(Photo Credit: istockphoto)
Eric Dawson is co-founder and president of Peace First, an organization with a track record of reducing violence and promoting youth social-emotional learning by building the long-term capacity of schools to teach basic skills of peacemaking. We caught up with Dawson, a presenter at the Aspen Ideas Festival, to learn more about his goal to teach youth to be problem-solvers.
He spoke at the Festival on June 28th on a panel called “Making Peace a Winning Proposition.”
The scene could have been any school assembly at any school in the country. A group of restless young people listening to a suited speaker explaining how they are the future. How some day, they will Change The World. This is a lie. Young people are not the future. They are the present. And in many ways the best hope we have for repairing a world divided by fear, hatred, and violence — right now.
We all know the headlines: bullies, school shootings, apathy, and disengagement. But our current responses — overprotecting our kids by keeping them in a nurturing bubble or overreacting by punishing them in advance with zero tolerance policies and metal detectors — only worsen the problem. It is time to stop viewing our children as either potential victims or perpetrators and empower them as agents for positive change. In other words, we need to prepare our young people to be peacemakers. Not holding-hands-and-singing-songs peacemaking, but the crucial work of compassion, coming together to solve problems, and taking risks to help others.
For more than 20 years, Peace First has been galvanizing a movement — working with young people throughout the country to counter the culture of violence present in all of our communities by working with unlikely allies to identify a place of common hurt and disconnection and design projects that addresses it with creativity, humor, and courage. And we have met unbelievable young people.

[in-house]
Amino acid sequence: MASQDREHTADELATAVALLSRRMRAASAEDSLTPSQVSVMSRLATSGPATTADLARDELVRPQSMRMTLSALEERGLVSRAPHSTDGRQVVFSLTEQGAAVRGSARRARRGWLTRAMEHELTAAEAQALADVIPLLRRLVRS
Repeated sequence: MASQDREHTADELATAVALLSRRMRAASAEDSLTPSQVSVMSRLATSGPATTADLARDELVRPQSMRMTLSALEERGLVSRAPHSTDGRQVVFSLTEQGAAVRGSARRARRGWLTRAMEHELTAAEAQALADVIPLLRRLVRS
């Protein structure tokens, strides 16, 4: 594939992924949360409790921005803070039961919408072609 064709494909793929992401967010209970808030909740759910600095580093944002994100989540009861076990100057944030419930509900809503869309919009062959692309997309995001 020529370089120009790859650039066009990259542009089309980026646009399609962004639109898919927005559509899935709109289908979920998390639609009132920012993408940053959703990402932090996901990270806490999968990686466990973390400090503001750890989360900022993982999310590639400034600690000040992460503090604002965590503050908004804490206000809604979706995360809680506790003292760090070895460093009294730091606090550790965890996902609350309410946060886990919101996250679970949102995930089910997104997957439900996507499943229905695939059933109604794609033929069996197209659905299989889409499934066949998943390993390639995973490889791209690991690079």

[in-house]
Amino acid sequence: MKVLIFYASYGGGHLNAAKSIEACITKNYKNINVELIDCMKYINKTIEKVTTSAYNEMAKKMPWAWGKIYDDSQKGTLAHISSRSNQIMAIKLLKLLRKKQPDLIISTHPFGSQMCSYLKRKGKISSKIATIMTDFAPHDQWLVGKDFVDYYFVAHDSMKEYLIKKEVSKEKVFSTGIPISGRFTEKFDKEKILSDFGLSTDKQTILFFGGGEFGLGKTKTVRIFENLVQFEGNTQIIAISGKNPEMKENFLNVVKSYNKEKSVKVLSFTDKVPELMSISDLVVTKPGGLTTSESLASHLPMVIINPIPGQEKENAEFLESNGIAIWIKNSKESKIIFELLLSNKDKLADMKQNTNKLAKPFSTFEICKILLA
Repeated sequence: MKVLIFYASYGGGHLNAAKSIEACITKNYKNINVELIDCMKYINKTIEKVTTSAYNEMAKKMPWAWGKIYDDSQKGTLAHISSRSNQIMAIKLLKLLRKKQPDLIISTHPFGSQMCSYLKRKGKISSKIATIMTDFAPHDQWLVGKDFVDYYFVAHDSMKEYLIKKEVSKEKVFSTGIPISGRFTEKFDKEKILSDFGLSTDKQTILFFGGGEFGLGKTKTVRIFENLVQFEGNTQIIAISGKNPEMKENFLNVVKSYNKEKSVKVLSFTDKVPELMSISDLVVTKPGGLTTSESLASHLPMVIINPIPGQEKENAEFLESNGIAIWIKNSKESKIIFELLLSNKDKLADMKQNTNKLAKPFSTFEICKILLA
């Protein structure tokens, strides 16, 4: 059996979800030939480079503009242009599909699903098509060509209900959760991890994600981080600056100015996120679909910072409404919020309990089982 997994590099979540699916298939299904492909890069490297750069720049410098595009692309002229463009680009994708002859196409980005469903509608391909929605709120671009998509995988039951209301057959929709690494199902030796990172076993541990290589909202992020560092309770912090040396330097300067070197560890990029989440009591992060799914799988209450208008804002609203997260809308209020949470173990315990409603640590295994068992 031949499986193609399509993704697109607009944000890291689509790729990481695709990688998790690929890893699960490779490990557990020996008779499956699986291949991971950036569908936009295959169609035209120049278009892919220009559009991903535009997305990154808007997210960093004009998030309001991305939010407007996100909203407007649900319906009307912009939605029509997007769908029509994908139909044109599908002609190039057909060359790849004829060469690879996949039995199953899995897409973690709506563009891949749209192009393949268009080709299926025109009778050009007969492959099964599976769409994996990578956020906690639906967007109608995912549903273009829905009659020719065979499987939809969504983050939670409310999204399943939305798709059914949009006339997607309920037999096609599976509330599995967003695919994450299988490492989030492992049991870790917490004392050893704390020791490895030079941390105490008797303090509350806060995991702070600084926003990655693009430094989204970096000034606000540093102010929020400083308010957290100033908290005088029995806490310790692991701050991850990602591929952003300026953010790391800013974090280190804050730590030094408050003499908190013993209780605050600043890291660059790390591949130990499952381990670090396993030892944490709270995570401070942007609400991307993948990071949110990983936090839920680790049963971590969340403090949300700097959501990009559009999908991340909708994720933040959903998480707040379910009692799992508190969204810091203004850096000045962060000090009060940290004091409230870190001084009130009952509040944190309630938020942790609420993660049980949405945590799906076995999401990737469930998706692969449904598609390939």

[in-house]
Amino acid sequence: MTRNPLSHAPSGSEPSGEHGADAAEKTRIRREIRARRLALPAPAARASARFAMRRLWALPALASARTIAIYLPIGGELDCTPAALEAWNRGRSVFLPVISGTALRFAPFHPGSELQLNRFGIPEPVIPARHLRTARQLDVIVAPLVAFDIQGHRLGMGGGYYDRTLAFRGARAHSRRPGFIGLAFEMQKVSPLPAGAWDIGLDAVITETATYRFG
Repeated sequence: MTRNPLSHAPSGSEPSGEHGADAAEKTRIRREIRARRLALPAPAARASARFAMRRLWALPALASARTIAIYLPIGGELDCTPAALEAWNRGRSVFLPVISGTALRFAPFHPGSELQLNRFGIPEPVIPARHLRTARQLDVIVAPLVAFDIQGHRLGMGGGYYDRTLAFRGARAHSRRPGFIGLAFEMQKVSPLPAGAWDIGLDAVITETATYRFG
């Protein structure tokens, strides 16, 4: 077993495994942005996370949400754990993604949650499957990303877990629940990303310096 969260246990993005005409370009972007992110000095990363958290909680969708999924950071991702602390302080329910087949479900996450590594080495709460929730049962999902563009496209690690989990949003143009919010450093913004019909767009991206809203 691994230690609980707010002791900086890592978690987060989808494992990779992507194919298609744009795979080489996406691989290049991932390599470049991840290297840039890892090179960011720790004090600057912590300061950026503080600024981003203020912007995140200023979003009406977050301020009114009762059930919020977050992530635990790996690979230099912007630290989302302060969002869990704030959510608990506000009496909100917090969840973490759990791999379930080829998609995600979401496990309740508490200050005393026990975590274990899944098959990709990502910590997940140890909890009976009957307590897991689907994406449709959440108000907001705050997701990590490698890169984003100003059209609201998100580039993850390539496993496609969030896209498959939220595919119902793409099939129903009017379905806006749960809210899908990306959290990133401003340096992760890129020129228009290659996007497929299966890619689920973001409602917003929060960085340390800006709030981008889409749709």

Leaders like Wei, who at 17, led an eight-day boycott of his South Philadelphia High School after 26 Asian immigrant students were assaulted. His insight: those young people who were beating him up were just as much victims as he was of a school culture that condoned and encouraged the violence. His work led to a successful Justice Department lawsuit, sensitivity training for the school staff, a new principal, and a much more stable and safe school community.
Powerful voices for justice, like Babatunde, who created a powerful movie about the police and young people of color after his own experience being stopped walking home from class. His innovation was to not just tell the stories of young people but to interview police officers as well, realizing that neither group understood each other and it was this fear that led to destructive cycles. Babatunde went on to train two-thirds of the Baltimore police force on how to work with young people.
And activists like Mary-Pat who, after attending more funerals than graduations as a 15-year-old, realized that gun violence is not only a real problem in communities across America but that it is preventable. She is taking a page from the smoking-prevention efforts over the past 10 years and has created youth-led “shock ads” to remind young people to think twice before picking up a gun to hurt someone. In her pilot work in Atlanta, the areas around her billboards have seen dramatic decreases in gun violence. And she is just getting started.
If we are going to do anything worthwhile as a global community — end violence, protect our environment, ensure everyone has food to eat and a place to sleep — we must prepare a generation of young people with the skills and commitments to be audacious problem-solvers. We are building the platform to engage millions of young people to join a movement to put peace first, providing tools and opportunities to feed the good in themselves and others — not some day in the future, but right now.